George Freeman responds to sickle cell debate

George Freeman responds to a Parliamentary debate on achieving a consistent high level of care for patients with sickle cell anaemia and thalassaemia across the UK.

The Parliamentary Under-Secretary of State for Business, Innovation and Skills (George Freeman): It is a great pleasure to serve under your chairmanship, Mr Owen, and to respond to the right hon. Member for Wolverhampton South East (Mr McFadden), whom I congratulate on securing the debate. I hugely welcome the opportunity to discuss this issue.

Sickle cell anaemia is a really terrible condition and diagnosis for all those who are affected, but especially for our African and Afro-Caribbean communities. I want to start by acknowledging the work that the right hon. Gentleman has done for his constituency and his community, and I join him in paying tribute to the all-party parliamentary group on sickle cell and thalassaemia, chaired by the hon. Member for Hackney North and Stoke Newington (Ms Abbott). I also pay tribute to the Sickle Cell Society, the Wolverhampton sickle cell care and social activity centre and the patient groups. As with so many rare diseases, it is the advocacy of the few that in the end leads to changes in mainstream provision, and I am serious about paying tribute to that. The right hon. Member for Wolverhampton South East made a number of important points that I will try to deal with in detail. If I run out of time, perhaps he would allow me to follow them up in more detail in writing.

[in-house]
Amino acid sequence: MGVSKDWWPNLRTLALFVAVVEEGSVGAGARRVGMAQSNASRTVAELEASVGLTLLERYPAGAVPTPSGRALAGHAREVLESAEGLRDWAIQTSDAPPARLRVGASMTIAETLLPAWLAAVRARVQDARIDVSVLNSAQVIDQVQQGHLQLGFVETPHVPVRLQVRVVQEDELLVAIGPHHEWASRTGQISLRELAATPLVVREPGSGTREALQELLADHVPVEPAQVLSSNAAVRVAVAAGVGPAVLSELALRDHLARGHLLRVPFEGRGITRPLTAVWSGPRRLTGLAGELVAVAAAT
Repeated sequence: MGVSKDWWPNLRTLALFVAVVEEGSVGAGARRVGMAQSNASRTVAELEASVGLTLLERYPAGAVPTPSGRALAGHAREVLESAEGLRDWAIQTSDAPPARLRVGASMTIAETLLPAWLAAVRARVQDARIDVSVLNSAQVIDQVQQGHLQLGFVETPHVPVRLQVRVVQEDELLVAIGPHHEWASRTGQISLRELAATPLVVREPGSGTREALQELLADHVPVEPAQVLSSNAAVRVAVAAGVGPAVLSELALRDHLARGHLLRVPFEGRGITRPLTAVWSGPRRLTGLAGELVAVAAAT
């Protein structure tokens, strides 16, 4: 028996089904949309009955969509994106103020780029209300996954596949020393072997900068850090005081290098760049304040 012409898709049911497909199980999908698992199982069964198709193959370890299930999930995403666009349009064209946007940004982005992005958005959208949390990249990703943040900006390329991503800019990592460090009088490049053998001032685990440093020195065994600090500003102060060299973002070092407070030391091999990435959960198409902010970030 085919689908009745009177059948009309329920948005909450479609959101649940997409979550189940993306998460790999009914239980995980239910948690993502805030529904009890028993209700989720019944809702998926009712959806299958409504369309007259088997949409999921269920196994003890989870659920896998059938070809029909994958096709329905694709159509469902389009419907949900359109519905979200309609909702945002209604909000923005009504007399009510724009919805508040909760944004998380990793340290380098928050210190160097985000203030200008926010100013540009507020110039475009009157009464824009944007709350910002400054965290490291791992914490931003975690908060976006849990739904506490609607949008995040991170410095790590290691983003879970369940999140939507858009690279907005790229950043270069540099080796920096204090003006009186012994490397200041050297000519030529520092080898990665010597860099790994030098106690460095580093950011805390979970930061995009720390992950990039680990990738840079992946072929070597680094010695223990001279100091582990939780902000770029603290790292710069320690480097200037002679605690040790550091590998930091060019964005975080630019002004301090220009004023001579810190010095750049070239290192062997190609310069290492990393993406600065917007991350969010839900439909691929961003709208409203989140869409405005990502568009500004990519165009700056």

I stress that for those who have had a sickle cell diagnosis, it is a life-changing moment. All of us who are involved in policy making should not take our eyes off the personal suffering that patients—those with the diagnosis—and families and loved ones experience. Some 250,000 people in the UK carry the sickle cell trait, with about 15,000 affected by sickle cell anaemia, as the right hon. Gentleman knows. For those affected, it can mean a life of constant pain management, including, often, extensive periods of hospitalisation when the pain is bad, blood transfusion and red cell therapy, and tiredness, dizziness, palpitations, jaundice and gallstones. All those in combination mean that people are denied the quality of life that the rest of us take for granted.